Amidst conservatives, there are also the vaguely more intelligent ignorance sprinklers (and when I say “sprinkler” I mean the kind everyone has in LA that is never sprinkling on grass, but instead gurgling enormous amounts of water into the street that is in no need of watering), like MRA champion Steven Crowder. Like most who equate wanting a semblance of equality with being a “social justice warrior,” Crowder falls on the classic MRA trope of pitting marginalized groups against one another. He created a nifty little meme with the quote “feminists get furious with unrealistic, photoshopped, magazine standards of beauty…unless it’s a tranny.” We won’t even get into his use of the word “tranny.” What’s best is that he assembled this quote next to a photograph of himself gazing slightly upwards like a prophet, raising his hand as if to speak—because if there’s a white man around, you know he’s got something to fucking say. What better emblem of the patriarchy than a quote disparaging both feminists and transgendered people affixed atop the image of a white, privileged male, who put it there himself with no sense of irony? You think you understand humanity, and then you get on Twitter.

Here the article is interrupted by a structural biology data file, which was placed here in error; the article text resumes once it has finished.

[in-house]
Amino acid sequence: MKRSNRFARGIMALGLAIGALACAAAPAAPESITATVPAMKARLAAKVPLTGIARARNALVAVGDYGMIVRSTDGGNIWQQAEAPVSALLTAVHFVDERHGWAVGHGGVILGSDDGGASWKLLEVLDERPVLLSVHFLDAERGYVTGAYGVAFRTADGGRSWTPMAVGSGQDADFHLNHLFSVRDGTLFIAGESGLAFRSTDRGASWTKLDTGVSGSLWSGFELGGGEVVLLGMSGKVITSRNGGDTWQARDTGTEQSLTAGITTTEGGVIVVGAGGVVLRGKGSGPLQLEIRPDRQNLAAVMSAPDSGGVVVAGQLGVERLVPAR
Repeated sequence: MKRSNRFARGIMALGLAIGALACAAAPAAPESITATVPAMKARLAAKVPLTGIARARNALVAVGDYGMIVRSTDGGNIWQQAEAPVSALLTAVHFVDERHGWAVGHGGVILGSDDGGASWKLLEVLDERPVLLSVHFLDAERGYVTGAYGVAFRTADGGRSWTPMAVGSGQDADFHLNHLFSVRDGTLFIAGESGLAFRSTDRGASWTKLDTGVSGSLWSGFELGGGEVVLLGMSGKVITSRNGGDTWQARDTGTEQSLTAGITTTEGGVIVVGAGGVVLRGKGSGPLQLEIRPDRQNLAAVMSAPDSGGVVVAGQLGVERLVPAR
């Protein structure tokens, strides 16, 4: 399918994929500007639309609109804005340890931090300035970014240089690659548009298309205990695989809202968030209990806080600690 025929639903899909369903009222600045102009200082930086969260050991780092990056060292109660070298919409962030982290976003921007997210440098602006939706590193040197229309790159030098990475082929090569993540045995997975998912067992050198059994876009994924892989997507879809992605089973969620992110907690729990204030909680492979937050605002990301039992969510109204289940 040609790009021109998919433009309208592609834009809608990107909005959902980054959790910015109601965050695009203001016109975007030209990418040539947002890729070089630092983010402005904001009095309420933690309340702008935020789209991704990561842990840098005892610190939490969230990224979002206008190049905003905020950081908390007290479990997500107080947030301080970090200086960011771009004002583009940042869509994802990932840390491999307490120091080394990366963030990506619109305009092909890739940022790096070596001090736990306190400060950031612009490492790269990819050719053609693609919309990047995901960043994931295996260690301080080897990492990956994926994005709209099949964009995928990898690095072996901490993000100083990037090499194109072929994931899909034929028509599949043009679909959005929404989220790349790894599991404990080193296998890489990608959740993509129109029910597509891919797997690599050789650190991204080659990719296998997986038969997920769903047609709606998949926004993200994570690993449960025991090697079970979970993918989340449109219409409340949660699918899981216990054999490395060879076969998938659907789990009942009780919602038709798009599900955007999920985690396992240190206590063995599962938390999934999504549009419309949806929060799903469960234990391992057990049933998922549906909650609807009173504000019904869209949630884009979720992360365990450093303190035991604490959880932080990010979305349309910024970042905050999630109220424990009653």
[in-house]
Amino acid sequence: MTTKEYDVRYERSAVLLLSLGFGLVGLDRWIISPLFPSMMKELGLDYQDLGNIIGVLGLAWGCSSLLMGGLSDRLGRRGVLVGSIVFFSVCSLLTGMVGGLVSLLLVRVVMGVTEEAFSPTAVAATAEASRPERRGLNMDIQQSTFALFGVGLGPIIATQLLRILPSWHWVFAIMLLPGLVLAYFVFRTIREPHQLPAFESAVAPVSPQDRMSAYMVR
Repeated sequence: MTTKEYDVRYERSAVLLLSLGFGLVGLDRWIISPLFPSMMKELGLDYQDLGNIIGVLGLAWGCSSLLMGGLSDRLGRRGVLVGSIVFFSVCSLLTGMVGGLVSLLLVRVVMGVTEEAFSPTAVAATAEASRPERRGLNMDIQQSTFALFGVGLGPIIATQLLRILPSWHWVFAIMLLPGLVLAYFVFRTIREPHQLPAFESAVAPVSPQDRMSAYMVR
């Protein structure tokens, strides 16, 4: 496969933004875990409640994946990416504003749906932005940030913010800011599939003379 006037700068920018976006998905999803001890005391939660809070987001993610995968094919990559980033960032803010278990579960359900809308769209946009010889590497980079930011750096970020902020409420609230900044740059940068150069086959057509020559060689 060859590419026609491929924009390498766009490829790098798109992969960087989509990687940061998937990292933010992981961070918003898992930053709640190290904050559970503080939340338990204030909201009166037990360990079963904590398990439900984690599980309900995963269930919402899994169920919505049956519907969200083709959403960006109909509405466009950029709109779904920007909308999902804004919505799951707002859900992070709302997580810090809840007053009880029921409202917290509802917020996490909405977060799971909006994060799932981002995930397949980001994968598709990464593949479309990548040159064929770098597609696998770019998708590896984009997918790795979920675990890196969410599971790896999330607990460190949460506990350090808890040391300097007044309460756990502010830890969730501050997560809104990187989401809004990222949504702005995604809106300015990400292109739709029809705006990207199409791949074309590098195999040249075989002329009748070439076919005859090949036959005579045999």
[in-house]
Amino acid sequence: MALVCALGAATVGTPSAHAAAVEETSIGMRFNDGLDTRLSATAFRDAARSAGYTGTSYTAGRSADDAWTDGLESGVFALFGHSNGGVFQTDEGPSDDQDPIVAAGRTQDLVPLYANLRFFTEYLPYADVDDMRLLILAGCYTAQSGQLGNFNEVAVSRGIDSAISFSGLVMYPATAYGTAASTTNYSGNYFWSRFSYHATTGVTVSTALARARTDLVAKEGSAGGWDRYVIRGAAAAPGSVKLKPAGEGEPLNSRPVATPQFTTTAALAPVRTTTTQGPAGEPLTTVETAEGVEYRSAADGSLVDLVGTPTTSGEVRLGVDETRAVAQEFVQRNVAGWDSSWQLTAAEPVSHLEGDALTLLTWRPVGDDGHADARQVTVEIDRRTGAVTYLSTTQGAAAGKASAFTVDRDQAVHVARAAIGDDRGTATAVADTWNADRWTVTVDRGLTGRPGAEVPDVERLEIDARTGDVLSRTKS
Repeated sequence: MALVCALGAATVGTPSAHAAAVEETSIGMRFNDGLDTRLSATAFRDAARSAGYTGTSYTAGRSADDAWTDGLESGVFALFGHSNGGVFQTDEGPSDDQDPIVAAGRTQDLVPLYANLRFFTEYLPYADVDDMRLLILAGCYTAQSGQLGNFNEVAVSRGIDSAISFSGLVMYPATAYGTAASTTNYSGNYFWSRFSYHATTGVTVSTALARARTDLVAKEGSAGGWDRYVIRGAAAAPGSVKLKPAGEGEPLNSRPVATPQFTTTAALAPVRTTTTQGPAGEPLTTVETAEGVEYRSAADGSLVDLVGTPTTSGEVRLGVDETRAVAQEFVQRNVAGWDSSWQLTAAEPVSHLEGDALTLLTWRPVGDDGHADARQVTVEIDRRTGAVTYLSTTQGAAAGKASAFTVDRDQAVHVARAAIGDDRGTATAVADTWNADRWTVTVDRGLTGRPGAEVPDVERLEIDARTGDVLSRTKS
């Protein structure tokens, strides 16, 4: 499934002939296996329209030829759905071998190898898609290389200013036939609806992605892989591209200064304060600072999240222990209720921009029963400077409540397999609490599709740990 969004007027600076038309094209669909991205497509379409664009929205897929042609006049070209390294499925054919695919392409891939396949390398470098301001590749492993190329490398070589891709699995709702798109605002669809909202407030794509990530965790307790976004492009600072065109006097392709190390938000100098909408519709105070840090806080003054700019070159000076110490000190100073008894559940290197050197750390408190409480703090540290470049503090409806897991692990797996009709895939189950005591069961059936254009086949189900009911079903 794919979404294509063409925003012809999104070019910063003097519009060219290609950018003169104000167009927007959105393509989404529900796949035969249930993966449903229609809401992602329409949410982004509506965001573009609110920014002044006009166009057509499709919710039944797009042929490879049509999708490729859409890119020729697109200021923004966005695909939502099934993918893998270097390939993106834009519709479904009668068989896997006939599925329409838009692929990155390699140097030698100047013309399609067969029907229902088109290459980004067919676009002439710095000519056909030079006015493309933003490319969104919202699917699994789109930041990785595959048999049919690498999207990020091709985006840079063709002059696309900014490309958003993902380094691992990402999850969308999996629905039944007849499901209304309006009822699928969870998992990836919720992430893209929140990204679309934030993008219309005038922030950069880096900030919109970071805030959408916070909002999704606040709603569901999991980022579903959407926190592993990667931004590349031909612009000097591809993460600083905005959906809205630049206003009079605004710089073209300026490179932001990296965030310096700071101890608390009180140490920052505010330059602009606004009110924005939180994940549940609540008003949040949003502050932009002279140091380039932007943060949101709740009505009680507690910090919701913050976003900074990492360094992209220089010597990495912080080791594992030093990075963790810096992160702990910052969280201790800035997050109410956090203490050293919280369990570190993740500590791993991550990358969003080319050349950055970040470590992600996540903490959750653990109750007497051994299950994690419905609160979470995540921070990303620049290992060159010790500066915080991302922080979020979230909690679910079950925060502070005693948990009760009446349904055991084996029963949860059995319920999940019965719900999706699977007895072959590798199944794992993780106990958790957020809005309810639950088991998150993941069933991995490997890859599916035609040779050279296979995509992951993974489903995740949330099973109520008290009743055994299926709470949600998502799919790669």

Without knowing it Crowder does point out a very telling aspect of Caitlyn Jenner’s coming out, which is the obsession with beauty surrounding it. Roxane Gay, who gets my vote for best all around use of Twitter, pointed out the “worship of beauty” in regards to the photo. Jon Stewart nailed down the idea when he said, “Now you’re a woman, which means your looks are really the only thing we care about.” Laverne Cox posted to her TublrYes, Caitlyn looks amazing and is beautiful but what I think is most beautiful about her is her heart and soul, the ways she has allowed the world into her vulnerabilities.”

Having cataloged the reactions, I think it’s also imperative that we be somewhat critical about Caitlyn’s coming out. She is courageous and strong in a way that most of us will never have to muster. She is teaching the world to accept a group of people that have been the black sheep of disenfranchisement. She is to the transgendered community what Rock Hudson was to the AIDS scare. But I almost came unglued the other evening when talking to, let’s just call him one of my elders. I respect said person immensely, but we’ve always disagreed on social issues. This is a person who voted for McCain… He asked me what I thought about Caitlyn’s reveal, and when I explained that I thought it was fantastic, he completely agreed. He waxed poetic about it in fact. He was using the pronoun “she.” I was stunned.